A preliminary 2019-2020 recommended budget was presented by department heads to the Birmingham City Commission at an all-day workshop on Saturday, May 11, in order to address current and future community needs while balancing service demands and long-term capital requirements.
The total recommended budget for fiscal year 2019-2020 for all funds is $86.2 million, representing a decrease of $2 million, or two percent, from fiscal year 2018-2019, which was $88.2 million.
Fiscally, commissioners were informed by city manager Joe Valentine that the city is in strong economic condition and it continues to experience strong reinvestment in its commercial and residential properties. Fiscal year 2019-2020 will mark the eighth straight year of taxable value growth in the city, largely due to increases in the housing market. Property tax revenue is the single largest revenue source, accounting for 69 percent of Birmingham's general fund revenues, and 47 percent of all city revenues.
Over the past three fiscal years, the city's taxable value has grown by 5.5 percent in 2016-2017; 5.2 percent in 2017-2018; and 6.3 percent in 2018-2019. The recommended budget for 2019-2020 includes a 5.8 percent increase in taxable value with a projected 3.9 increase in 2020-2021, as “the future of the state and southeast Michigan economy looks uncertain as the U.S. auto makers announced plans earlier this year to limit or cease production of internal combustion cars and concentrate on electric vehicles, SUV’s and trucks,” the budget document stated.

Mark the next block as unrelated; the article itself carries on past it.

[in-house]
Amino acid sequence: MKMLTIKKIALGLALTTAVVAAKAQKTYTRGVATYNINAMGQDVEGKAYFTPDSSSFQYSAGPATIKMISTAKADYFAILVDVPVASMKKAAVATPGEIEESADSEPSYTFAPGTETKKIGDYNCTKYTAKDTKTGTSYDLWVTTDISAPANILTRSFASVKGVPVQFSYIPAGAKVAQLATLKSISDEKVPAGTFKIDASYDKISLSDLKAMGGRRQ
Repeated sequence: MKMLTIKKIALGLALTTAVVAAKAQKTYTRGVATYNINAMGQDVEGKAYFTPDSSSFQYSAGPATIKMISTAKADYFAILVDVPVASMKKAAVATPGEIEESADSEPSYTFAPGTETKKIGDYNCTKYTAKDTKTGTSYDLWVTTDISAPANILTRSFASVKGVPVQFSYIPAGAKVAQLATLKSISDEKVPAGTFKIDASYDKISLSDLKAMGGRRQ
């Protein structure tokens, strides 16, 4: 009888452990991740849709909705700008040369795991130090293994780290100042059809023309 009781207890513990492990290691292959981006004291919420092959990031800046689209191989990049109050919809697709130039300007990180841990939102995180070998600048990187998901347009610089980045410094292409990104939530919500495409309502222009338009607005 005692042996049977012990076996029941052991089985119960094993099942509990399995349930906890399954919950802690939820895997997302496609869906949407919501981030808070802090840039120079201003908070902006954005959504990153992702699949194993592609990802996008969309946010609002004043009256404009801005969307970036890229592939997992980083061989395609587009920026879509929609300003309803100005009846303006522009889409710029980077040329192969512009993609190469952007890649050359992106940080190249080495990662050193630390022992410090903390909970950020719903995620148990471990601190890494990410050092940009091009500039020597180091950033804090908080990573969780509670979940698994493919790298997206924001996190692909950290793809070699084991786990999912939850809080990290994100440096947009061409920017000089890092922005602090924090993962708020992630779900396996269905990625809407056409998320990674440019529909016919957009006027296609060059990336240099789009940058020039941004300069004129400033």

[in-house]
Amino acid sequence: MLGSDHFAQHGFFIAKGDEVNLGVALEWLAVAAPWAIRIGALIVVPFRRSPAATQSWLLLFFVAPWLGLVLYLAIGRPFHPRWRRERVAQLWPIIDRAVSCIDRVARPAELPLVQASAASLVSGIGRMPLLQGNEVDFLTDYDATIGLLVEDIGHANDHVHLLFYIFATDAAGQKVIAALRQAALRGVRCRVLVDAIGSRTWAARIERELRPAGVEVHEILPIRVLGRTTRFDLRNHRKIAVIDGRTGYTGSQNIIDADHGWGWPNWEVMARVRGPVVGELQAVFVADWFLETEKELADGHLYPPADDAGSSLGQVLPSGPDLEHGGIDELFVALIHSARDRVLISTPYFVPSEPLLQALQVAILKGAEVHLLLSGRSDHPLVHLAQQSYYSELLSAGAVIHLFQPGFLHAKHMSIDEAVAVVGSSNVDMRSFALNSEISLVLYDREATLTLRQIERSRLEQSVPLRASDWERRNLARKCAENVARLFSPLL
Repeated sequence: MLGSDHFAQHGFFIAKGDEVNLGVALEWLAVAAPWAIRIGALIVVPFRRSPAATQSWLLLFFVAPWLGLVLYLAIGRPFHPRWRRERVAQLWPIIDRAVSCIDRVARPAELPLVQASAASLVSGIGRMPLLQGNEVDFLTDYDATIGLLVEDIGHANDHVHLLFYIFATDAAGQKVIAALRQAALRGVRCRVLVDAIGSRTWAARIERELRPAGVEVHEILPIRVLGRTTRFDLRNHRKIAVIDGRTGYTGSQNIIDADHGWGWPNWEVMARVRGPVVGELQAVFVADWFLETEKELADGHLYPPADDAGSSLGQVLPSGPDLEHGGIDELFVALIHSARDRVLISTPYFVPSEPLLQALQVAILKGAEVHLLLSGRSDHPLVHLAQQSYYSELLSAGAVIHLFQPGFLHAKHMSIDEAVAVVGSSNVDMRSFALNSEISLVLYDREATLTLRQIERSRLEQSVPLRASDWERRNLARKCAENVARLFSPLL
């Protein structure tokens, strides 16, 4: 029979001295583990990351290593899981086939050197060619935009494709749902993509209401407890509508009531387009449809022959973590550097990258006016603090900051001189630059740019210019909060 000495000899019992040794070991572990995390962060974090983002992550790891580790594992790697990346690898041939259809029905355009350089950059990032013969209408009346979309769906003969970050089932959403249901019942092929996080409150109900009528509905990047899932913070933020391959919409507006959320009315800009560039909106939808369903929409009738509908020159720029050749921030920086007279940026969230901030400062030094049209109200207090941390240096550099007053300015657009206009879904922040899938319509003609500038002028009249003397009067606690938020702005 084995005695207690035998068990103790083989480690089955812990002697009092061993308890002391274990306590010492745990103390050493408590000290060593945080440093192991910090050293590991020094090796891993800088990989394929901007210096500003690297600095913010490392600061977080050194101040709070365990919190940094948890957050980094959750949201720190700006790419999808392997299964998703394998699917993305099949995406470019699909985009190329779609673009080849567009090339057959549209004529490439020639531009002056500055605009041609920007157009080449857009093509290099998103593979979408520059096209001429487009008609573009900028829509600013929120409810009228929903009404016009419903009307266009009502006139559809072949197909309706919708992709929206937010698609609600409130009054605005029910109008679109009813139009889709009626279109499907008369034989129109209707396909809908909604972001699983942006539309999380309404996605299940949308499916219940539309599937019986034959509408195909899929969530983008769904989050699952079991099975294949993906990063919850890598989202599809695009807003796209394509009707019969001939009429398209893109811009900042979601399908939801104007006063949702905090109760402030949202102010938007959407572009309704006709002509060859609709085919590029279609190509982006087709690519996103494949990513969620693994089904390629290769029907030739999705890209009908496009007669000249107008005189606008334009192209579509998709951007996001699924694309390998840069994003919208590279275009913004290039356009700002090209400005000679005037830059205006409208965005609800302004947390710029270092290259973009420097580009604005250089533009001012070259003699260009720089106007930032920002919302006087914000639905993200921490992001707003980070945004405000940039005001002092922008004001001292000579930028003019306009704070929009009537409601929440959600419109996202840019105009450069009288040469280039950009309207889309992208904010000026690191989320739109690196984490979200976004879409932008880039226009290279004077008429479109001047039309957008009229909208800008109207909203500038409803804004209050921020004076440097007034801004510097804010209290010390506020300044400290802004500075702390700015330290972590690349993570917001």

Key anticipated expenditures are $14.4 million for public safety; $8.3 million for engineering and public services; $8.3 million for highways and streets; and $6 million for general government costs. The city is looking at street reconstruction projects, including the Maple Road reconstruction project beginning spring 2020.
Key anticipated revenues are $36 million in taxes; $26.5 million for charges for services; $6.7 million for contributions and transfers in; and $5.2 million for intergovernmental revenue.
The millage is projected at 14.3584 mills, inclusive of city of Birmingham property taxes, Birmingham Public School taxes, state education taxes and Oakland County program taxes.
Pension legacy contributions are projected to increase by $332,030, or 17 percent, for fiscal year 2019-2020 and $238,530 or 10 percent, for fiscal year 2020-2021. Retiree health care contributions are projected to remain approximately the same for 2019-2020 and 2020-2021 at $2.9 million, and the city is contributing approximately $1 million more per year than the actuarially calculated contribution based on the valuation that was performed at June 30, 2018.
Water rates are anticipated to remain the same this fiscal year, while sewer rates are anticipated to increase 3.4 percent due to sanitary costs from the Great Lakes Water Authority (GLWA) and the Oakland County Water Resources increasing costs by four percent.
The city's fiscal year begins July 1 and runs through June 30 each year. The budget will come back before the city commission for final approval at a future meeting.